Sex Offender Registration and Notification Act: Implementation and Legal Issues


Randall B. Harris (Editor)
Miguel B. Martinez (Editor)

Series: Law, Crime and Law Enforcement, Criminal Justice, Law Enforcement and Corrections
BISAC: LAW026020

Sex offenses are fairly common in the United States and largely go unrecognized and underreported. Studies estimate that about 1 in every 5 girls and 1 in every 7 to 10 boys are sexually abused by the time they reach adulthood, and about 1 in 6 adult women and 1 in 33 adult men experience an attempted or completed sexual assault. In the wake of several tragic attacks in 2005 in which young children were kidnapped, sexually assaulted, and murdered, public and congressional attention became increasingly focused on what was described as the growing epidemic of sexual violence against children. Citing a need to address loopholes and deficiencies in individual state registration programs that made it possible for convicted sex offenders to move from one jurisdiction to another and evade registration, in 2006, Congress passed and the President signed the Sex Offender Registration and Notification Act (SORNA). This book address to what extent SORNA has been implemented and what challenges jurisdictions face; and its effect on public safety, criminal justice stakeholders, and registered offenders. (Imprint: Novinka )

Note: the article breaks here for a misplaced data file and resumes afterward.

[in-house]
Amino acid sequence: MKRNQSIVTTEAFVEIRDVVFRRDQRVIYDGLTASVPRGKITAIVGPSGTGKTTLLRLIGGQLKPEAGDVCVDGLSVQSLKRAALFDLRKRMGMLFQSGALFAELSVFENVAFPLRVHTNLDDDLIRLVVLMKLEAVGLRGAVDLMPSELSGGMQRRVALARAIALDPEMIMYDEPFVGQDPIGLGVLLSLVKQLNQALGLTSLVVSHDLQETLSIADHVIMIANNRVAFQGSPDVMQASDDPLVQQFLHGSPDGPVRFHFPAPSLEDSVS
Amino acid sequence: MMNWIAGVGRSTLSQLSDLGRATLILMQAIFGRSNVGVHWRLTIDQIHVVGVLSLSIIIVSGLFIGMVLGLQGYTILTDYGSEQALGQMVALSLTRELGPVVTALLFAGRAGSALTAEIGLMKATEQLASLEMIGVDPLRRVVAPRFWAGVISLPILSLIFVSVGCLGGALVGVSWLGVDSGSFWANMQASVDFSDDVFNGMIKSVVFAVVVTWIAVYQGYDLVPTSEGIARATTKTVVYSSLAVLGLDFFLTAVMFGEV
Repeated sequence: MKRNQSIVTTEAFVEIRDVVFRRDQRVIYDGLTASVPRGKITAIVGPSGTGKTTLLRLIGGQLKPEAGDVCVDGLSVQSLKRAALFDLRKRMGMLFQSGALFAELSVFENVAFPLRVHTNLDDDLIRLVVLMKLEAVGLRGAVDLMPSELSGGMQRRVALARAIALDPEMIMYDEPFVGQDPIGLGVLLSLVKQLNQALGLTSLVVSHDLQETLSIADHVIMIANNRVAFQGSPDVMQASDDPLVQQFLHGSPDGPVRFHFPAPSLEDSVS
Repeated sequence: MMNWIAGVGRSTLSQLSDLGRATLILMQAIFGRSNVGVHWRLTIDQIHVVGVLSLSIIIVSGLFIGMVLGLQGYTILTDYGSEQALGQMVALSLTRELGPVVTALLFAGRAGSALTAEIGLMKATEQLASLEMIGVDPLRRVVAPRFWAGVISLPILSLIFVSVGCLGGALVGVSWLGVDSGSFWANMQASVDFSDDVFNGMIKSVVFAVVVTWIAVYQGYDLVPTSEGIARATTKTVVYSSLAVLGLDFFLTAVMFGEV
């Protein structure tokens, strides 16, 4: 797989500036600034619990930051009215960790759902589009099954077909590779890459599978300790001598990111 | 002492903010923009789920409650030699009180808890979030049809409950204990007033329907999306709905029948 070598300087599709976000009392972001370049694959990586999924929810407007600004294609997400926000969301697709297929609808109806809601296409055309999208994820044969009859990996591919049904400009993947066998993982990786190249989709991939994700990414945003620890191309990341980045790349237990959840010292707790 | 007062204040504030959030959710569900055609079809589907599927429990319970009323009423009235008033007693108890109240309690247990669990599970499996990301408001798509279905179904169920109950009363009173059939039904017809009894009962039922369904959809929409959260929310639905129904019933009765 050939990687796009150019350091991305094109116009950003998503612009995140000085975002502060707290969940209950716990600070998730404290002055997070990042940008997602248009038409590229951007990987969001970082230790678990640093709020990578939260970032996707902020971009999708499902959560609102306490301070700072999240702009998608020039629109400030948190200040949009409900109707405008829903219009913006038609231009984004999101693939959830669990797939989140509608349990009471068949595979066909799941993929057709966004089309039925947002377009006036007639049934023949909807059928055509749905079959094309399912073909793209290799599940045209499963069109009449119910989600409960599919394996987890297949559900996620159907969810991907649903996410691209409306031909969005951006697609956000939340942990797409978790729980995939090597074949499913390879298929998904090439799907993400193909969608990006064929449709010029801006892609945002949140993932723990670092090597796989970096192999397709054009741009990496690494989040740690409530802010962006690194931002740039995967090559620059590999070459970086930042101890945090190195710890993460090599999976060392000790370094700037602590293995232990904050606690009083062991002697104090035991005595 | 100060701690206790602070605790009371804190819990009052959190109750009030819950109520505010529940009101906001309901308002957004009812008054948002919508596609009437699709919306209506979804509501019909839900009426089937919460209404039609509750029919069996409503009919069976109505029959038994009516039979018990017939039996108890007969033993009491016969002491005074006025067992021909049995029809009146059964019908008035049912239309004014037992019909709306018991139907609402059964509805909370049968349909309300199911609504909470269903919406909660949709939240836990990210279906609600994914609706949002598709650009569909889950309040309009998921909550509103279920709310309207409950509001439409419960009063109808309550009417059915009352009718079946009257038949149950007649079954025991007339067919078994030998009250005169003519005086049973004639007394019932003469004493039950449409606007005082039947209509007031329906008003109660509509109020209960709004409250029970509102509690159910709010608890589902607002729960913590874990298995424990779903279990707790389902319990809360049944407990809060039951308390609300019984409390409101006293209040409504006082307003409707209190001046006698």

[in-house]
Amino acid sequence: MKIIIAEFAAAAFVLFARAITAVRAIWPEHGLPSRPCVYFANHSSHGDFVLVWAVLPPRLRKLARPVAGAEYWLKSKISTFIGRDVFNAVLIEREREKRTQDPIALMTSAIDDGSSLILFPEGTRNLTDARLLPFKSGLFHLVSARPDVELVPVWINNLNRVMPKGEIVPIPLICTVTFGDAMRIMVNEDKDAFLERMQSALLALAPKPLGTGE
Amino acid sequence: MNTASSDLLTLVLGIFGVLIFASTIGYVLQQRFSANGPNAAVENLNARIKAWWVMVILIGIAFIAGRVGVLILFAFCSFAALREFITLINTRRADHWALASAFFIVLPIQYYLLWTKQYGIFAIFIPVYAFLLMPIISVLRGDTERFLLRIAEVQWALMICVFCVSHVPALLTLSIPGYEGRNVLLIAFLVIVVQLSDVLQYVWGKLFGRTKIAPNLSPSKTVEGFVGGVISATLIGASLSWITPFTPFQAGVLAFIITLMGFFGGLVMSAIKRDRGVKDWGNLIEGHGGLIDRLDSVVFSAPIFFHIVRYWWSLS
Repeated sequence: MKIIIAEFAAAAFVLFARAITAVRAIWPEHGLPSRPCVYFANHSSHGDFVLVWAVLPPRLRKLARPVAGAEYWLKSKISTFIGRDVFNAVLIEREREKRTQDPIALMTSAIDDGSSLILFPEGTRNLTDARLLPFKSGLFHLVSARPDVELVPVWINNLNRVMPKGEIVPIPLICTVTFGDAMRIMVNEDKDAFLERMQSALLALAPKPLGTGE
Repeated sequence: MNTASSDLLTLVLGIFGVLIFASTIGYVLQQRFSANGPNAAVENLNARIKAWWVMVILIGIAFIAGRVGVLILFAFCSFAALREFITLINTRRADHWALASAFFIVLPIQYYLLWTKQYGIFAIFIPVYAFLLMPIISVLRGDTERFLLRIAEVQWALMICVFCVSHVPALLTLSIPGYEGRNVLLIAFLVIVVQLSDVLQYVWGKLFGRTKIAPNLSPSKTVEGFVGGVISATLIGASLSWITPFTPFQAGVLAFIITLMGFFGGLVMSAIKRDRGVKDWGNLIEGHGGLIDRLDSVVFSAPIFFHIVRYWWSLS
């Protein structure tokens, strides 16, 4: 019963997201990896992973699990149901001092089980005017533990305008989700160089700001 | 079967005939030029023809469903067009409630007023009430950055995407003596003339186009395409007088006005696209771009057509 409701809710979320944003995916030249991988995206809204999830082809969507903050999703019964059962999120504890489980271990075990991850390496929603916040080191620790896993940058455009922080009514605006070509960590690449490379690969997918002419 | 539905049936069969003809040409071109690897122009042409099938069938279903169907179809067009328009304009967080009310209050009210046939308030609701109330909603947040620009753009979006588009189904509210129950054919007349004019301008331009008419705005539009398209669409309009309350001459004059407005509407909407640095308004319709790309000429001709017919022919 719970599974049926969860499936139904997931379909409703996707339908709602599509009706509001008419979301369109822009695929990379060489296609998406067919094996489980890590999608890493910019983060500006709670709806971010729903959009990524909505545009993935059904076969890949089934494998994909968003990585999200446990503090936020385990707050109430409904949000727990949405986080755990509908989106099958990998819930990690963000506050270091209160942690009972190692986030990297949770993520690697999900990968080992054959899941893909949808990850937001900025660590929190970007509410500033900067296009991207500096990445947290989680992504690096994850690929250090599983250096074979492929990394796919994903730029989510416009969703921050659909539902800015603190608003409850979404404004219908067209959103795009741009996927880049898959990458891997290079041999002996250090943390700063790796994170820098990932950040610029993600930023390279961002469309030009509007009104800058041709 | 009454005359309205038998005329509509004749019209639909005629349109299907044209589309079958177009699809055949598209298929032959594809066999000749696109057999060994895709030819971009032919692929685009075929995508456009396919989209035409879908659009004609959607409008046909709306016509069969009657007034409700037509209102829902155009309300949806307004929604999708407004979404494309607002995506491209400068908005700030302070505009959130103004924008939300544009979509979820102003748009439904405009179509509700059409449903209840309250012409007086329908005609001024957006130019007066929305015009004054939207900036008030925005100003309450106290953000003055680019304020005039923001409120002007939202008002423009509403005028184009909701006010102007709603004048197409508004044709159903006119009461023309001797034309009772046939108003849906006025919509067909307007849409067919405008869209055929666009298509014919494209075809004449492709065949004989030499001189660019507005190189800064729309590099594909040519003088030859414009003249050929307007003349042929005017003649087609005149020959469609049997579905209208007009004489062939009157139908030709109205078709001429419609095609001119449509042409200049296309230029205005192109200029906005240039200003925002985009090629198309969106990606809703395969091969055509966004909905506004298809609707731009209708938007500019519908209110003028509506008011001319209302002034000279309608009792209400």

Table of Contents

Table of Contents


Sex Offender Registration and Notification Act: Jurisdictions Face Challenges to Implementing the Act, and Stakeholders Report Positive and Negative Effects

Failure to Register as a Sex Offender: A Legal Analysis of 18 U.S.C. 2250
(Charles Doyle, CRS)

Sex Offender Registration and Notification in the United States: Current Case Law and Issues
(U.S. Department of Justice, Office of Sex Offender Sentencing, Monitoring, Apprehending, Registering, and Tracking (SMART))


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